Particularly for beginners. Why? Because simple physics make heavier bikes more difficult to handle. If you drop it (either off the stand or otherwise) picking up the motorcycle is something you'll have to contend with. About the only thing a heavy bike has to offer is stability where a superlight motorcycle can be a bit twitchy over bumps or cross-winds.
If you're fortunate enough not to get into any trouble at all when beginning to ride a bike, a heavier bike will just make things a bit harder for you.
The Sportster's brakes are not particularly good. When matched with that amount of heft the braking performance is pretty underwhelming in comparison with modern standards. In emergency braking situations, I found myself looking for gaps rather than trying to pull up short. Harley also only recently started adding abs to the Sporster - so if you are grab-happy best look for an ABS-equipped model.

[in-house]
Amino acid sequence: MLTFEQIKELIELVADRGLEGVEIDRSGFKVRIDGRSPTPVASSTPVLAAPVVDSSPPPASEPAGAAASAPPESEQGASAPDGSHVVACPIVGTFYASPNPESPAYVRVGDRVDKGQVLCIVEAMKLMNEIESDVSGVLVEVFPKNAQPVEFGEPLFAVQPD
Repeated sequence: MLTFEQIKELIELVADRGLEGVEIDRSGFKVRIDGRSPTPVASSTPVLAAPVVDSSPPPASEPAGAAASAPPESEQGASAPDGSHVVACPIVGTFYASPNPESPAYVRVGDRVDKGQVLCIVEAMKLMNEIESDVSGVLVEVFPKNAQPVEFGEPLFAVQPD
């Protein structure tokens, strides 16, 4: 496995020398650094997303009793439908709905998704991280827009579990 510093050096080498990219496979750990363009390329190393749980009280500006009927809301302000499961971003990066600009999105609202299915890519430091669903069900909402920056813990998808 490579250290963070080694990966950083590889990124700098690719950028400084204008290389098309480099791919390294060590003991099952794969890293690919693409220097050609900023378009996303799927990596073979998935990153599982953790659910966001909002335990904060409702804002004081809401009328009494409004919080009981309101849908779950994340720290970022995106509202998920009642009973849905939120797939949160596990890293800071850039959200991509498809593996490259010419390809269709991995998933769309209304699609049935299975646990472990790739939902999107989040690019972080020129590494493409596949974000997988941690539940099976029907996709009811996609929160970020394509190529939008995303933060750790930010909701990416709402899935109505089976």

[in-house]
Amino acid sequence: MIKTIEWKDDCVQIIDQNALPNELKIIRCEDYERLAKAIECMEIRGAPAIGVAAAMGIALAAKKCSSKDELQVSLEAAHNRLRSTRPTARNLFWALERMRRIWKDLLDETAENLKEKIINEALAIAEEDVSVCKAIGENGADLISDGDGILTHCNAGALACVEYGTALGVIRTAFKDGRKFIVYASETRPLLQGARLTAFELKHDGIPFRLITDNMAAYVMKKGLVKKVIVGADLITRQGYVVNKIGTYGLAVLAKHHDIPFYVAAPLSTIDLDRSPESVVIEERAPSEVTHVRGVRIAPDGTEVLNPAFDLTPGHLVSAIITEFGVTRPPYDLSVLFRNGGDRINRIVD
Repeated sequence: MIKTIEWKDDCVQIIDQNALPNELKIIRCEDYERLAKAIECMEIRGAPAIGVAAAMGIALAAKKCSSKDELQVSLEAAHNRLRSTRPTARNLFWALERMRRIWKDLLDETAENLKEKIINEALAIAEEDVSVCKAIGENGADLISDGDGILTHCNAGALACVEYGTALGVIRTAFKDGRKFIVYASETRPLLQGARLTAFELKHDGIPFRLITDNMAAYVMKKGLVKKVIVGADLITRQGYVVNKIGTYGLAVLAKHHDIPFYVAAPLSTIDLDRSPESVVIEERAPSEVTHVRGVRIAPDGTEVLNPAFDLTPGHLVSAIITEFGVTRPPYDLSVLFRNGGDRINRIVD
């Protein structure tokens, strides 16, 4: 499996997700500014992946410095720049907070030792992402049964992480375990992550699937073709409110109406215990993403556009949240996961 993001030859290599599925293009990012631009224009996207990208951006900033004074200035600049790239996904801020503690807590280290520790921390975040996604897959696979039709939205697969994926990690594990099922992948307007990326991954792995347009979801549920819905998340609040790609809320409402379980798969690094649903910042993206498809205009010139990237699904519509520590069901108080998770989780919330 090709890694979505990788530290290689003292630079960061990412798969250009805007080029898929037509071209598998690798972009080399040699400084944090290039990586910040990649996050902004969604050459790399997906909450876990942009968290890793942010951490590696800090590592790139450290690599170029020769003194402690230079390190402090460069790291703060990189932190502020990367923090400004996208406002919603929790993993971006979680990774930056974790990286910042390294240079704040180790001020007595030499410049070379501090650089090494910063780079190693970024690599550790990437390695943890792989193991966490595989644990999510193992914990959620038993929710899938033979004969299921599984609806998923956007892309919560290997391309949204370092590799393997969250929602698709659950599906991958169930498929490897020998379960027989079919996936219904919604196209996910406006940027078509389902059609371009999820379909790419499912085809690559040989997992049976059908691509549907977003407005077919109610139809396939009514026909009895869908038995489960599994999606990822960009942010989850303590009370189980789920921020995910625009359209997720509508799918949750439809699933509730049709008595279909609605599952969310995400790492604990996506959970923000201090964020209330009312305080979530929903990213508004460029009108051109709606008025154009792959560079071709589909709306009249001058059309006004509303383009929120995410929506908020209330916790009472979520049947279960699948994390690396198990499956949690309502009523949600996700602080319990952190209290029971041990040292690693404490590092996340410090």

As far as I know, only the 883r came equipped with twin discs. So do the new roadsters and the older R versions, however they are 1200cc.
Lean angles are adequate on most models unless you've picked up something 'slammed' (like a Sportster 48) in which case you'll be sweating every round-about you'll see. However, even the low Harley Sportster can be picked up a bit by changing out the rear shocks for something taller.
On the Iron 883 I had, it wouldn't touch down without some provocation so most beginners should be ok with the standard clearance. Just don't go buying a 'slammed' Sportster. While they look cool when parked - you'll dread the sight of every roundabout.
Beware the steering lock!
As a little tip, which could save your life - as with most Harleys, the Sportster will let you drive off with the steering locked. So if you do lock your steering, put something bright on your tacho to remind yourself to unlock it. I did this once and learned the hard way. I parked the bike with it pointed uphill, so when I started it, the steering was already in the right direction. Anyways - I pulled away, and you know what happened next... I really think HD should change this idiotic feature. If you leave it on by accident, likely, you'll only do it once. For those who would argue that's its a good feature that prevents theft - I'll say every other bike on the planet has it too, just not one that you can drive away with while the steering is locked!